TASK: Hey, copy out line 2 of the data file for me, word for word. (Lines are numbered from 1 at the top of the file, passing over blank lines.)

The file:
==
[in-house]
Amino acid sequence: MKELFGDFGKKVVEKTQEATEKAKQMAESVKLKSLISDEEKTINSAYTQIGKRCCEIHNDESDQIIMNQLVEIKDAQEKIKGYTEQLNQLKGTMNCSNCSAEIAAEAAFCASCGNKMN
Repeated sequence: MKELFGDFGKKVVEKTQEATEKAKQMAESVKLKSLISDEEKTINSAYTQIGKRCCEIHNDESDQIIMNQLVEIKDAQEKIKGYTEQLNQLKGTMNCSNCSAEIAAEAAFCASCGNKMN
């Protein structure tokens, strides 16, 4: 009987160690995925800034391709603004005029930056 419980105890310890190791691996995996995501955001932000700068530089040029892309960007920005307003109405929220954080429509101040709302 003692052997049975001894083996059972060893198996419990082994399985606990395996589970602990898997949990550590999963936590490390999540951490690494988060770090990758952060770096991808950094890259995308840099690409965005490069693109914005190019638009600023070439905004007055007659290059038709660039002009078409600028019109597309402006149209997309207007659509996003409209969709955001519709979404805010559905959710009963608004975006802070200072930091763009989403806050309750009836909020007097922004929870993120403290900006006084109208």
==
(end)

Amino acid sequence: MKELFGDFGKKVVEKTQEATEKAKQMAESVKLKSLISDEEKTINSAYTQIGKRCCEIHNDESDQIIMNQLVEIKDAQEKIKGYTEQLNQLKGTMNCSNCSAEIAAEAAFCASCGNKMN